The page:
Recognize differences in your employees' preferences to deliver the right enterprise collaboration services at the right time.
Shane Reisman | November 11, 2016
According to Gartner’s predictions for 2018, “Consumerization of enterprise collaboration technologies is nothing new, but that influence is extending into enterprise strategies.” Gartner also predicts that “consumer preference for emoticons, simple interactions such as likes and recommendations, and video” will influence what collaboration looks like and what types of products are used to collaborate in the enterprise.
Workplace collaboration planning must reflect employees’ consumer preferences to ensure that they're going to adopt capabilities. And technology leaders should start by gathering preference feedback from across their organization.
We worked with a public utility client and surveyed almost 8,000 of its 30,000 employees to create a next-generation collaboration strategy. Participants identified collaboration use cases and preferences, and their responses were mapped to age, geography, and persona. We immediately noticed trends. As the snapshot below shows, the tools and methods people use to do their jobs to consume, edit, and share content, differ dramatically across a company.
Despite the wide differences in these workplace preferences, traditional IT organizations promote one-size-fits-all IT solutions for the entire company. This legacy IT strategy ignores key differences and suppresses local or team-based collaboration solutions. A forward-looking collaboration roadmap embraces point applications to enable more narrow or niche employee preferences.
The further we explored relationships between behaviors, the more insight we got into opportunities to improve worker collaboration. We uncovered a new model for enterprise collaboration based on user preference and consumerization to catalyze adoption and power business outcomes.
The image below represents use cases identified by persona type. The data reinforces the suggestion above that desk workers and executives share similar collaboration preferences while contact center and field workers share a different set of preferences.
The details here validate how much these groups have in common but also illustrate subtle differences. For example, while contact center and field workers share their preferences for instant messaging (IM), their top IM use cases are different. Contact center workers want IM to check colleagues’ online statuses and start chat sessions, but field workers want IM to send messages from a mobile device. Both applications of IM must be reflected in the services provided by IT to ensure productivity for these two groups of workers.
Executives and desk workers had strong preferences for conferencing, file share, and mobile productivity—and there was broad agreement that conferencing should include audio-only calling and single-button launch of video sessions. The ability to share files with individuals or groups was popular, as was mobile productivity. Executive and desk workers, like contact center and field workers, expressed preference to access, view, and read content on-the-go but little interest in creating or editing content on-the-go. For all the hype around mobile office tools and workforce mobility, we didn’t see demand for tools to generate new files or documents on a smart phone.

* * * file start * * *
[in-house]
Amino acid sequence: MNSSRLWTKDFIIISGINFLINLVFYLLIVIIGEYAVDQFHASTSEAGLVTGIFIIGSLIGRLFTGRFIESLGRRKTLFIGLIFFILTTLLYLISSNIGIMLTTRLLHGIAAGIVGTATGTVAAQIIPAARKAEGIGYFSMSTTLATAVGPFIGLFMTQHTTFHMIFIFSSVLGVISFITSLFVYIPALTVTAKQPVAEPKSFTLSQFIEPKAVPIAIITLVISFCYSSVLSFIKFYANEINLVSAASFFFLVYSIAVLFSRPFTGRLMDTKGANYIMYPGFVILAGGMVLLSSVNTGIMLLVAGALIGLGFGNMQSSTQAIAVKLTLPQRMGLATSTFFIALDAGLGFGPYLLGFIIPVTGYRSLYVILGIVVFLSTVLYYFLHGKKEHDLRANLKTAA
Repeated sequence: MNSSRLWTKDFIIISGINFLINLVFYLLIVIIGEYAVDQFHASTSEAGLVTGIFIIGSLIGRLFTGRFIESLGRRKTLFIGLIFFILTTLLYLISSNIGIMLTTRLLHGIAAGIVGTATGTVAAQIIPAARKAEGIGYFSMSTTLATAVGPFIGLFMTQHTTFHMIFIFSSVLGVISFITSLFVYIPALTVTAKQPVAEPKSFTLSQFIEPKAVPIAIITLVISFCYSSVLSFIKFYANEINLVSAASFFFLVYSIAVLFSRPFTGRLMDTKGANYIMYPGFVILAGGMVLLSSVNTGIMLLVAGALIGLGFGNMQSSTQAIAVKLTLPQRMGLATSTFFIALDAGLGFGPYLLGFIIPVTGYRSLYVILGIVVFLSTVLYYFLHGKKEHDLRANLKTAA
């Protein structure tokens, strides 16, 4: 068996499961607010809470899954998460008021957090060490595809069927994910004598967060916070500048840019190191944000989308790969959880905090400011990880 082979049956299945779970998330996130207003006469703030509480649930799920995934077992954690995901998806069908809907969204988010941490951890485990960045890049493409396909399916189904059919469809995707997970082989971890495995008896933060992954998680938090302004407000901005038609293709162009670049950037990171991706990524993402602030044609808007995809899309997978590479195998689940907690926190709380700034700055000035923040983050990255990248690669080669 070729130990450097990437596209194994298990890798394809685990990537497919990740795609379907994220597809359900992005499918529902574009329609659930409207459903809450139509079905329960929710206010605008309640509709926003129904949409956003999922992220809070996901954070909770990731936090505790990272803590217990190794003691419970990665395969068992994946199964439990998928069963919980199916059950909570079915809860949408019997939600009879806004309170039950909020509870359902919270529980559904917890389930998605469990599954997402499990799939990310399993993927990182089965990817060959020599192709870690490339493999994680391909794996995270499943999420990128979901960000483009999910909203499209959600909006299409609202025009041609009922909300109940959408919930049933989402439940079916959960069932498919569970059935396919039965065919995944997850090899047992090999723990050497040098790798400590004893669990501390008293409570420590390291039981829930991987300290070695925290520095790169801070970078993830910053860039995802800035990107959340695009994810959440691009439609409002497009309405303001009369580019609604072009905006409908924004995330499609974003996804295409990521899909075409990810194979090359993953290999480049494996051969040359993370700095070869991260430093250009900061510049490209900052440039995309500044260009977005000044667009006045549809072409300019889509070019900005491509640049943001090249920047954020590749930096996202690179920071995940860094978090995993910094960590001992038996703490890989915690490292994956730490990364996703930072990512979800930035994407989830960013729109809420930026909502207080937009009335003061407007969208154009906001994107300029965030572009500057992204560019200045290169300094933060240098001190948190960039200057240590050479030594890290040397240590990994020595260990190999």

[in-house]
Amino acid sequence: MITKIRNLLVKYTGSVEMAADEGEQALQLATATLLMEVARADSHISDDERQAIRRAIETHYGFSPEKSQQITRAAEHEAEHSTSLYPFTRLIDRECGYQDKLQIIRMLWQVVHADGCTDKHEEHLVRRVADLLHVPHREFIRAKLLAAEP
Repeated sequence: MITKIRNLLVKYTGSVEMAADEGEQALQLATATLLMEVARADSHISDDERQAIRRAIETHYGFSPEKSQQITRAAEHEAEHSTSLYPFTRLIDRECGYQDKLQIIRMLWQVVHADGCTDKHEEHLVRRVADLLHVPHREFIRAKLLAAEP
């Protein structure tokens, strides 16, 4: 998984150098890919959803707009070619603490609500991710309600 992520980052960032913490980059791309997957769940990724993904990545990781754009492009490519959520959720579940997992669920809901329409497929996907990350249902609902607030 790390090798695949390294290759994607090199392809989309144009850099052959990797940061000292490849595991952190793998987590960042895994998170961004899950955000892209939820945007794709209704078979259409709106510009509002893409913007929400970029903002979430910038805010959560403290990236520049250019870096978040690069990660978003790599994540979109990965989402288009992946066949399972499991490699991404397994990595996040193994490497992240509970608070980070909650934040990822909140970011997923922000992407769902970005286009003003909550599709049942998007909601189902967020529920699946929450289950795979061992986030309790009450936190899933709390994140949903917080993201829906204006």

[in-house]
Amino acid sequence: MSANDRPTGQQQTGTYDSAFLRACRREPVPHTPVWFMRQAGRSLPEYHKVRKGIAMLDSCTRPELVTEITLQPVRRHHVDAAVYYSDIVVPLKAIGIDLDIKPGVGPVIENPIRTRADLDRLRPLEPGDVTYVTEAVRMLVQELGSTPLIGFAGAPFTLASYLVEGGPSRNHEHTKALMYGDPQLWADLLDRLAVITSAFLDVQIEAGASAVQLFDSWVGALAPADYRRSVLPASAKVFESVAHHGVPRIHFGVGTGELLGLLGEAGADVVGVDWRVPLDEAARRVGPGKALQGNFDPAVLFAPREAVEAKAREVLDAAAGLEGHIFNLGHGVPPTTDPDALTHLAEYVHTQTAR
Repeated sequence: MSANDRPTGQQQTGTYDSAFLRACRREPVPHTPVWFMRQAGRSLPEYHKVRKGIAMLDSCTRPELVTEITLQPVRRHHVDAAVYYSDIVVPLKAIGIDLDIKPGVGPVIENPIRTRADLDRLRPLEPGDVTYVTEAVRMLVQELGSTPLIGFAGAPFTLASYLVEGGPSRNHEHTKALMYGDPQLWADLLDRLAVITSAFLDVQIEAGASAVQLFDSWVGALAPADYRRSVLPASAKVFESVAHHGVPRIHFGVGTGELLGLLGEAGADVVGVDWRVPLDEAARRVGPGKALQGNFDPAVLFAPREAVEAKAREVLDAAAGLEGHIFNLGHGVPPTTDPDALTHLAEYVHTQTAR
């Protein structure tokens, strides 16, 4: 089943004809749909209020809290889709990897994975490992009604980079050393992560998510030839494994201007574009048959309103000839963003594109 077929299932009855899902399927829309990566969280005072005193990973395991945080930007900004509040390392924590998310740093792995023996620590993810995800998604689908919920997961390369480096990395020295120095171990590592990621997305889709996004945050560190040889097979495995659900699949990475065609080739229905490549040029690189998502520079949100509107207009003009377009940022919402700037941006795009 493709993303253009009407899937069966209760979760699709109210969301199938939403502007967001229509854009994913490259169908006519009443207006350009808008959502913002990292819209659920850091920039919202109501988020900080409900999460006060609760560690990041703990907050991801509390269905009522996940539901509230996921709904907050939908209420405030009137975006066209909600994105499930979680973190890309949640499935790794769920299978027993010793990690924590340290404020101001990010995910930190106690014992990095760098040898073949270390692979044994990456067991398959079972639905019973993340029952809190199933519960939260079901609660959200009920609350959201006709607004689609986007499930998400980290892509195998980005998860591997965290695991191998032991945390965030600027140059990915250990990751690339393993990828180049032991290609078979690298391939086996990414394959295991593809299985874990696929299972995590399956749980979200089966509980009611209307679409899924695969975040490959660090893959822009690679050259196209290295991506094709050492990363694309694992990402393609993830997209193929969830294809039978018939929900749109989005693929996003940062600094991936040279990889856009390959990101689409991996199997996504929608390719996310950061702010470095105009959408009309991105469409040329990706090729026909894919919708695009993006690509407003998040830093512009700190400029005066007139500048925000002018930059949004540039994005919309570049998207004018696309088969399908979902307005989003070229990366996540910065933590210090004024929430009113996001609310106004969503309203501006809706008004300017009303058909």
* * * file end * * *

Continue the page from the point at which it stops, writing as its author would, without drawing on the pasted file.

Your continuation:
Also surprising are the collaboration capabilities rejected by survey participants. Use cases for enterprise social—like using a corporate Facebook to start project discussions or YouTube-style channels to post work-related videos—were not popular. Use cases for knowledge sharing, like a wiki page to crowd-source content creation, also were not popular.
In the future, cloud strategy will be less about transferring workloads and more about moving services to the cloud to address specific use cases—like easing access to specific tools and data to boost employee productivity. Technology leaders should recognize these changes and transform IT from delivering infrastructure and projects to creating and promoting collaboration services. They should also provide and support user-centric packaged collaboration services, like conferencing, file share, and mobile. Most importantly, they should get feedback from employees—and use employees' unique preferences to build a next-generation strategy.
Shane Reisman is a solution principal in Slalom’s San Francisco content and collaboration practice. Shane helps companies select and deploy collaboration solutions to improve employee and workplace outcomes.